After 21 years in the Senate, Barbara Boxer wrote a poem announcing she will be retiring at the end of her term. Her departure will mean something for the future: the first open seat in California in more than two decades. But it will also mean something for the past: the end of an era for one of Democrats' biggest stalwarts in support of abortion rights.
On Thursday, shortly after Boxer announced her intention to step down, leaders in the abortion-rights community expressed both shock and sadness.
"Barbara Boxer has been one of the most steadfast champions for women and families in the United States Senate," said Stephanie Schriock, president of EMILY's List, which helps elect women candidates who support reproductive rights. "Her leadership in Washington will be missed but her legacy and the impact of her policies will live on."
House Minority Leader Nancy Pelosi, a fellow Democrat and Californian, was dismayed but supportive, telling reporters: "She's really a great leader for our country—small in size but a giant in terms of her contribution." Another Californian and Democrat, Representative Jackie Speier, in a statement called Boxer "one of our state's strong female representatives" and champions.
Boxer is currently the third most senior woman in the Senate, after fellow California Democrat Dianne Feinstein and Maryland Democrat Barbara Mikulski. But Boxer first began breaking barriers for women back in the 1970s.
After working briefly as a journalist for the Pacific Sun and later as an aide to then-Representative John Burton, Boxer was the first woman elected president of the Marin County Board of Supervisors in 1976. And when she was elected to Congress in 1983, she helped to pave paths for women once again. During the Anita Hill sexual harassment hearings in 1991, Boxer took the lead in demanding that the all-white, all-male Senate Judiciary Committee give Hill a fair hearing, helping to elevate the conversation nationally.
The hearings caught the attention of Patty Murray of Washington state, who told friends she was inspired to make a bid for Senate in 1992 after watching Hill testify. Around the country, the number of sexual harassment claims shot up as women felt emboldened to speak out about their experiences. "Our phones were ringing off the hook with people willing to come forward who had been suffering in silence," Marcia D. Greenberger, co-president of the National Women's Law Center, told The New York Times about that time.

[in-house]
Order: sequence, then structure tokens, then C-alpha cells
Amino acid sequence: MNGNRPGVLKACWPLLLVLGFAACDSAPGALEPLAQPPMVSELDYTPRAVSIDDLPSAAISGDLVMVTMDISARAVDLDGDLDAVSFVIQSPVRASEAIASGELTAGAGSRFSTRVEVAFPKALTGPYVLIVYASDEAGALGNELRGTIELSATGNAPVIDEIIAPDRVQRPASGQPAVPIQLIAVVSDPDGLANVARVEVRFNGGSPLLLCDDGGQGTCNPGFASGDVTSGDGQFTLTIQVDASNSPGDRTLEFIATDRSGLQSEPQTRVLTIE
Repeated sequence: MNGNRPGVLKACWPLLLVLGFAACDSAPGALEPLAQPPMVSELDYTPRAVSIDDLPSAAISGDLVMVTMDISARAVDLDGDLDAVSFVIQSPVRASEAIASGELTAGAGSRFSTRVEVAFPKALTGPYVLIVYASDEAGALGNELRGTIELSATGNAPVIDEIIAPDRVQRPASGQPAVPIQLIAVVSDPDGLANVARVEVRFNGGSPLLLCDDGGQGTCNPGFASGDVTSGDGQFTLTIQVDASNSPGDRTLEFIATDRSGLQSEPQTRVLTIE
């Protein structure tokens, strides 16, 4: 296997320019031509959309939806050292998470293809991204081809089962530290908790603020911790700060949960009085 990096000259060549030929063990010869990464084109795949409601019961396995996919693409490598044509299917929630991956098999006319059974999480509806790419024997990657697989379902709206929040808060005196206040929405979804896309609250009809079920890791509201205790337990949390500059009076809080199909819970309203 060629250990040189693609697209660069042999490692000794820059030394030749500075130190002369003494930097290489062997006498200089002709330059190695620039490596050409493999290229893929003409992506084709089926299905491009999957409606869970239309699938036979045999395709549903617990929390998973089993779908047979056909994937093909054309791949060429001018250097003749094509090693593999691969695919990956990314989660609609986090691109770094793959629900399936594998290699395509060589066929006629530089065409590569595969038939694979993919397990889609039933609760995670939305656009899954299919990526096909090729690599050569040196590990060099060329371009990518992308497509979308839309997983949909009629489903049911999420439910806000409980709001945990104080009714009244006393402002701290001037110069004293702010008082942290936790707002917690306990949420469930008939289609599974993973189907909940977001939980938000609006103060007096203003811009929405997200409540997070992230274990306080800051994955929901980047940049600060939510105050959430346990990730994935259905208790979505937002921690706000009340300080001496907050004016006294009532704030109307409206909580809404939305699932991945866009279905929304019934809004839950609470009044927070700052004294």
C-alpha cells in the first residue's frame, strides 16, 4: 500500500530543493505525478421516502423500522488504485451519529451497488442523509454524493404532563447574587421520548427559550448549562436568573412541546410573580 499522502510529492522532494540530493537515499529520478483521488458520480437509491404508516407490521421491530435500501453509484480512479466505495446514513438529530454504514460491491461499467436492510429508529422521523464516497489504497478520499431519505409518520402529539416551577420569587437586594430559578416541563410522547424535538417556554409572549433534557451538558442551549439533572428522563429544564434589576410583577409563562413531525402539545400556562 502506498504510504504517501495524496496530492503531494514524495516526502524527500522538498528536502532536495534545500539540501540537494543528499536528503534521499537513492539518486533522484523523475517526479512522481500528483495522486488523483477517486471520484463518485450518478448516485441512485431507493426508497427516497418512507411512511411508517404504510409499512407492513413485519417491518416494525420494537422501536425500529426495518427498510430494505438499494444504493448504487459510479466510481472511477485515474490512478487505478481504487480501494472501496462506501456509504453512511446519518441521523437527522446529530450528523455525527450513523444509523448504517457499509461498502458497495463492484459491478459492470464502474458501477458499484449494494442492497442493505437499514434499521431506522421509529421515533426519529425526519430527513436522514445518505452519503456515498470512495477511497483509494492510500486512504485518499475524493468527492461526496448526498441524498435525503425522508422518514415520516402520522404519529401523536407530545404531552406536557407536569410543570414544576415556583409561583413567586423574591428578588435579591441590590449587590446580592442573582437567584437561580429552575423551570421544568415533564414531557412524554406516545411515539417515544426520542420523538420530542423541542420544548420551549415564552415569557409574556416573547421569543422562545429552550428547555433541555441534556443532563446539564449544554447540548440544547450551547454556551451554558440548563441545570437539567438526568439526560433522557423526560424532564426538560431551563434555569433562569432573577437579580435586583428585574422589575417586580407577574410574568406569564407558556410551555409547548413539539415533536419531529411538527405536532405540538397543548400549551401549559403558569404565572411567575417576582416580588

That same year, in 1992, Boxer and Feinstein would run for Senate and win, making California the first state in the country to be represented by two women senators. Two states to the north, Murray won her bid for Senate too, becoming the first female senator in Washington. It was the year Carol Moseley Braun won her bid for Senate in Illinois, and the first time in history four women were elected to the Senate in a single year. Newspapers hailed it as "The Year of Women."
That term is something Boxer says she hopes journalists can finally stop using once the Senate reaches a 50-50 split of men and women. "That's the goal," she said in a recent interview, but the chamber is not there yet, with just 20 sitting female senators.
In the Senate, Boxer held a strong stance on reproductive rights, writing the Freedom of Choice Act in 2004 and cosponsoring the Title X Family Planning Services Act of 2005, a bill that aimed to improve women's access to health care, though it was never enacted. She was awarded a 96 percent rating from the National Organization for Women in 2005 and 100 percent ratings from NARAL Pro-Choice America in 2006, among the highest marks received by any member in Congress.
In her exit poem, Boxer—who's long dabbled in the literary arts—said she would never truly retire from her work in the larger sense: "As long as there are issues and challenges and strife, I will never retire because that's the meaning of my life."
The poem reminded The Washington Post's Karen Tumulty of another moment some 30 years ago when Boxer used her skills as a wordsmith for the cause of equality—to poke fun at male colleagues who wouldn't grant female members access to the House gym.
Boxer, then a member of the House, convinced her fellow female lawmakers to sing a parody to the tune of "Has Anybody Seen My Gal?" According a UPI story in July 1985, a typical stanza went like this: "We're not slim, We're not trim; Can't you make it her and him? Can't everybody use your gym?"
"Our colleagues were hysterically laughing, and we got into the gym," Boxer told NPR in an interview about gender equality many years later. "So it showed that you have to use a sense of humor, you know, and do whatever it takes."